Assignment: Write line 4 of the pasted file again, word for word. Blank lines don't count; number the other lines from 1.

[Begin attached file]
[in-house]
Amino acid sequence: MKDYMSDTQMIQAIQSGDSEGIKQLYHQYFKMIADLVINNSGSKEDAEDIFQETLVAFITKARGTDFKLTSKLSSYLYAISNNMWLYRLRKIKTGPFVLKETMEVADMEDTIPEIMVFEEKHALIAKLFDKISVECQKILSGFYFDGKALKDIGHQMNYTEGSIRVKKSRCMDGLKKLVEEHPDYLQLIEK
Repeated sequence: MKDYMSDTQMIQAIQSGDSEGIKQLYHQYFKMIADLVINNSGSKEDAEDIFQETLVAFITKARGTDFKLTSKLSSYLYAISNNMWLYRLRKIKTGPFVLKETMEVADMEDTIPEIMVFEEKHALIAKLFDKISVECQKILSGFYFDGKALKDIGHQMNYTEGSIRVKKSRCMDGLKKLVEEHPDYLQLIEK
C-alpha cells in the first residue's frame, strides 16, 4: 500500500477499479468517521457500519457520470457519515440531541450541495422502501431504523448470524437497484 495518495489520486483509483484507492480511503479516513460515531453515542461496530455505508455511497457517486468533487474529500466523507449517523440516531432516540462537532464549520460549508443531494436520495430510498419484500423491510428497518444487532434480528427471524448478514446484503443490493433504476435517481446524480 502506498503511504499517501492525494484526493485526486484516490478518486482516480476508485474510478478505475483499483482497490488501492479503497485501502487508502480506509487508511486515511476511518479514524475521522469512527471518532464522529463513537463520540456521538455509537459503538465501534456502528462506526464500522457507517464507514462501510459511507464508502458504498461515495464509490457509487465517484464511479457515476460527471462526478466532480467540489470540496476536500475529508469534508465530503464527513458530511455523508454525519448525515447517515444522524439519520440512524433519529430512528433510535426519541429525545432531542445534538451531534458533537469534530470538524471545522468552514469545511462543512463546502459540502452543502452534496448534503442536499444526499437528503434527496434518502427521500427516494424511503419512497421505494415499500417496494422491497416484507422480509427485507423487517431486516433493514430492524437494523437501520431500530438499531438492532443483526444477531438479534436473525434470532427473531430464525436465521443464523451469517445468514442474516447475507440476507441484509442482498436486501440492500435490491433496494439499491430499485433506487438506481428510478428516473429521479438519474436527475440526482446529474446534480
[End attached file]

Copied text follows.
C-alpha cells in the first residue's frame, strides 16, 4: 500500500477499479468517521457500519457520470457519515440531541450541495422502501431504523448470524437497484 495518495489520486483509483484507492480511503479516513460515531453515542461496530455505508455511497457517486468533487474529500466523507449517523440516531432516540462537532464549520460549508443531494436520495430510498419484500423491510428497518444487532434480528427471524448478514446484503443490493433504476435517481446524480 502506498503511504499517501492525494484526493485526486484516490478518486482516480476508485474510478478505475483499483482497490488501492479503497485501502487508502480506509487508511486515511476511518479514524475521522469512527471518532464522529463513537463520540456521538455509537459503538465501534456502528462506526464500522457507517464507514462501510459511507464508502458504498461515495464509490457509487465517484464511479457515476460527471462526478466532480467540489470540496476536500475529508469534508465530503464527513458530511455523508454525519448525515447517515444522524439519520440512524433519529430512528433510535426519541429525545432531542445534538451531534458533537469534530470538524471545522468552514469545511462543512463546502459540502452543502452534496448534503442536499444526499437528503434527496434518502427521500427516494424511503419512497421505494415499500417496494422491497416484507422480509427485507423487517431486516433493514430492524437494523437501520431500530438499531438492532443483526444477531438479534436473525434470532427473531430464525436465521443464523451469517445468514442474516447475507440476507441484509442482498436486501440492500435490491433496494439499491430499485433506487438506481428510478428516473429521479438519474436527475440526482446529474446534480